By default it will add the type information for that property and any discoverable constraints. Hit the OK button and the key/value pair is added to the config file and the appropriate reference to it is placed where you had typed the default value in your code.

The next level of complexity would allow you to right click in the code editor and select GetMeFromConfig which would provide you with a listing of all the key value pairs in the config file - and - if know - their type.

The final level of complexity would be to have this UI actually driving a wrapper class that would provide strongly-typed access to your config file.

Does anyone know of anything like this? Would anyone care to build it - I wou
Title: Big deal   
Name: douche
Date: 2004-07-03 1:42:56 PM
Comment:
If you have not thought about this and you're an asp.net programmer, and you read this article and say oh wow, you need to be more creative rather than being a code monkey. thanks.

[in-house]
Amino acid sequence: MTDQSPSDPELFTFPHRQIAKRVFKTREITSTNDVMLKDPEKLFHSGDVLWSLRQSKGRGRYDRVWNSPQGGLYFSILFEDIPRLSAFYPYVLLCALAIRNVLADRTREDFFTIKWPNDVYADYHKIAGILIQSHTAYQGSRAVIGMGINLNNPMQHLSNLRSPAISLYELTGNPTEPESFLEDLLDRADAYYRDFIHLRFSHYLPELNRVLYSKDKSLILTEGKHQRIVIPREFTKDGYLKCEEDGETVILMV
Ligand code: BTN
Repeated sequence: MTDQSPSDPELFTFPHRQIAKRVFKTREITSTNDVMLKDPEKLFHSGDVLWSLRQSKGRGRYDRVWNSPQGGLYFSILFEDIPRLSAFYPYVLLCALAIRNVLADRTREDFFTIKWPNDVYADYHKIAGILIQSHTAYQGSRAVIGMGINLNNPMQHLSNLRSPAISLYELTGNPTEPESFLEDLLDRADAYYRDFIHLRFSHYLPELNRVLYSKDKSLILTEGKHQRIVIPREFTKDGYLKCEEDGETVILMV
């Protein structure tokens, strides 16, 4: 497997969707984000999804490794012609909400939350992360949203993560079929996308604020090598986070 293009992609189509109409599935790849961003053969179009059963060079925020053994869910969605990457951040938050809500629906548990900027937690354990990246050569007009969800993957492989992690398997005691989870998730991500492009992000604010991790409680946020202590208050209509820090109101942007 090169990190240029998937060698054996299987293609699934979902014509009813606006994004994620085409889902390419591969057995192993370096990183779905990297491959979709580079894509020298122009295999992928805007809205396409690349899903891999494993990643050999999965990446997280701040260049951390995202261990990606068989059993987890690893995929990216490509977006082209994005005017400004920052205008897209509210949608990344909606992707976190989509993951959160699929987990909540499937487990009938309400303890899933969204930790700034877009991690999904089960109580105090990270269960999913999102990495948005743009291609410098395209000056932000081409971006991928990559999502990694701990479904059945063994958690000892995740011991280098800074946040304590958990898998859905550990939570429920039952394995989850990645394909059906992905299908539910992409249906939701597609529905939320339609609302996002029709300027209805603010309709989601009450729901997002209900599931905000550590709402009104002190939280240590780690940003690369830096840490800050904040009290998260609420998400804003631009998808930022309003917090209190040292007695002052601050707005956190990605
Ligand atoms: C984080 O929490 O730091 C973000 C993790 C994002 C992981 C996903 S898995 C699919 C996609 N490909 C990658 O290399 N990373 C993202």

Title: Great Artical   
Name: Prakash
Date: 2004-07-01 1:04:24 PM
Comment:
Awesome stuff!!!!

This is really a easy way of handling the config info and this method can be adopted for handling the session variables too.

Thank you once again.
Title: .NET Developer   
Name: Shravan Addaypally
Date: 2004-06-30 10:16:51 AM
Comment:
Good Article. Nice thought about having a class which does this for you instead of having to remember the cumbersome key value pairs from the configuration file.
Title: Nice Article   
Name: Darren Neimke
Date: 2004-06-30 1:00:09 AM
Comment:
Thanks in particular for the free tool :-)






Community Advice: ASP | SQL | XML | Regular Expressions | Windows


©Copyright 1998-2017 ASPAlliance.com  |  Page Processed at 2017-10-21 5:21:47 PM  AspAlliance Recent Articles RSS Feed
About ASPAlliance | Newsgroups | Advertise | Authors | Email Lists | Feedback | Link To Us | Privacy | Search